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    Personally I’ve never shot a M1 but do have a “don’t know what you have til it’s gone”. I went one weekend with my grandma to some yard sales, the people were friends from church and old friends from the town. The man had went the Monday after Pearl to in list, he lost his leg in the Philippines. You could look at the stuff set up and tell that his wife was responsible, nothing really major but still important to him.i came across a canteen cup that was packed with a couple of plain brown boxes and loss .30 Cal rounds with a inch of dust on top. I was only 10 or 11 and asked how much the lady said 3 bucks so I bought it, so happy to have a piece of ww2. Before we left her husband came out on his crutches to talk to my grandmother and seen what I had and asked “so your Jr’s grandson, you wanna see what those go to”? I obviously did. He took me to the basement garage /old man cave and reached in a dusty, dirty musty smelling corner and pulled out a old M1, it had surface rust and covered in cob webs. After a few minutes of handling the rifle he said that it didn’t work and needed something, extractor I think can’t remember, he never said this is my rifle from the war or how he was able to bring it home. After a few years past I’d see him when visiting my grandmother after my grandfather passed, and he was at the funeral in the ceremony. When I was 17 I stopped to talk to him one day and I asked about that rifle he said you know it’s in the same place it always been in go get it ,after a short visit and look at the rifle (worse shape than I remember) I said I got to go and went to carry the rifle back to its corner to waste away. After I put it back and was headed out to the car he said “what did you do with the rifle?” I said I put it back,”well go get it take it home with you” by God I did and was tickled to death. I didn’t know a lot about guns I know it was a Winchester, I did clean it up and slather it in oil but never tried to have it fixed. I had only one gun before and was never allowed to keep it in my room or hardly shoot it. That was a .22 short bolt action. After I started dating I never thought about those guns and when about 19 I let my uncle (that was always getting over on somebody) talk me into letting him take and try and fix the gun I agreed. It wasn’t until 2 or 3 years later that I asked about it and he said well I finally figured out what it needed and couldn’t afford the parts so I sold it. I was furious I said that was my gun you wanted to try and fix it, he said no you told me me I could have it and when I went and got it your mother(his sister) handed him the 22, he said no the other one so she went into what was my room and got it. Like a bandit he started talking about something else and left with both guns. She did ask if he was supposed to come by and get a gun I told her yes, her more than happy to get them out of the house didn’t care.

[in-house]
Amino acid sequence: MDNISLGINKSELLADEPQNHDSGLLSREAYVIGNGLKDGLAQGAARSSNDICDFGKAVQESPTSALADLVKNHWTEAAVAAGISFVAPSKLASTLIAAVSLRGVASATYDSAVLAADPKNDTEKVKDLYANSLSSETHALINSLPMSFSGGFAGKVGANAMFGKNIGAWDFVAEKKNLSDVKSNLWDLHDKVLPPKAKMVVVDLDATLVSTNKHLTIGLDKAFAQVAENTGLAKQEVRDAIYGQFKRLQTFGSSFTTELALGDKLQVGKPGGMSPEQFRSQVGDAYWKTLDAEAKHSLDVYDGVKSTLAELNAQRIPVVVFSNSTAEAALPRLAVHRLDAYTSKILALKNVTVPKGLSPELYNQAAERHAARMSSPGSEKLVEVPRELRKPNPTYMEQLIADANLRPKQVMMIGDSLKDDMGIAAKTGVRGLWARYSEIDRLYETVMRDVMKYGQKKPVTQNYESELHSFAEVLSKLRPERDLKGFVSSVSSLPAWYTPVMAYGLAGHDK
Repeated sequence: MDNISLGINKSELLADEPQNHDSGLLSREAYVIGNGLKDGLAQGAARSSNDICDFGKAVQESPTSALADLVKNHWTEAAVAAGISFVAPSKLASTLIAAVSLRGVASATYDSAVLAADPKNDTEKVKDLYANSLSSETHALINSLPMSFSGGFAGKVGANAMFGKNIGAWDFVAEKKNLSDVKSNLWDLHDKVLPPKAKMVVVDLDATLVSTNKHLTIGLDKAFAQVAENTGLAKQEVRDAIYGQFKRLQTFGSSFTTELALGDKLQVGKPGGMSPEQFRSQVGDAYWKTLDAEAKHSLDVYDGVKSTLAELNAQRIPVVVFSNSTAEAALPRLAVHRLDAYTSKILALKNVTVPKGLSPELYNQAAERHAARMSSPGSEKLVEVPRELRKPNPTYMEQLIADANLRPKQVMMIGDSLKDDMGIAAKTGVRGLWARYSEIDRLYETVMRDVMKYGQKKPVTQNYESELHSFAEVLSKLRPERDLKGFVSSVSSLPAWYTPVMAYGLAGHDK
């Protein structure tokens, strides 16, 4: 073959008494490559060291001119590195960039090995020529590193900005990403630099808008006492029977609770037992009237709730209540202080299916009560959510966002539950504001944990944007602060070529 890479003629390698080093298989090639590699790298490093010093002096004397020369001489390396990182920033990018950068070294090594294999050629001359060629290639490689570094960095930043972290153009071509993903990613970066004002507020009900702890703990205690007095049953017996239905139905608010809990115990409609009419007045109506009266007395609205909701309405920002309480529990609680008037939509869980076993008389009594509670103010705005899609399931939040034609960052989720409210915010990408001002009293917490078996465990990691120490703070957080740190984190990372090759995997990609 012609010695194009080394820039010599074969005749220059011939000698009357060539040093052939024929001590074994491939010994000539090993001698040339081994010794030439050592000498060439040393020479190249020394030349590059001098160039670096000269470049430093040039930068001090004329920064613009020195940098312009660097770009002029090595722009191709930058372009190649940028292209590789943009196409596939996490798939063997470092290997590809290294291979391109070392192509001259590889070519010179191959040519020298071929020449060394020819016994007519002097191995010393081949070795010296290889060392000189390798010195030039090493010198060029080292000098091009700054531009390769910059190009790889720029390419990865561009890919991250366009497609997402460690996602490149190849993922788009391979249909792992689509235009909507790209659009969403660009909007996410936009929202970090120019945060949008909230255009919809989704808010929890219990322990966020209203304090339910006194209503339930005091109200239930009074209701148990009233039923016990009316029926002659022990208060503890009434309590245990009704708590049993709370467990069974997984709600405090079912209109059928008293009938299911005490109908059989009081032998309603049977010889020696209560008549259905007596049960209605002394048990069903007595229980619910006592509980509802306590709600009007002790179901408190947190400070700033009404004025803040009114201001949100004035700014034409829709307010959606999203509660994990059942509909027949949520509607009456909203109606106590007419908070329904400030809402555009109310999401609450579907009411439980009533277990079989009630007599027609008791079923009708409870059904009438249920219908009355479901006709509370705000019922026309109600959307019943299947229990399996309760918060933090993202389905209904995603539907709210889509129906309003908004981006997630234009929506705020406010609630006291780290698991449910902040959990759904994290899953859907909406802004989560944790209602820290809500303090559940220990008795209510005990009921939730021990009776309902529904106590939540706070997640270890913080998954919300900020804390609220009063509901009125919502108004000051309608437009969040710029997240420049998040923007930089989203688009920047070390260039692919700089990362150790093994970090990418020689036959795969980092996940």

Today I have a couple of guns including a early Colt M16 A2 with a newer single fire lower,1911.45, and a few other odds and ends. But still after 25 years still think about what I had.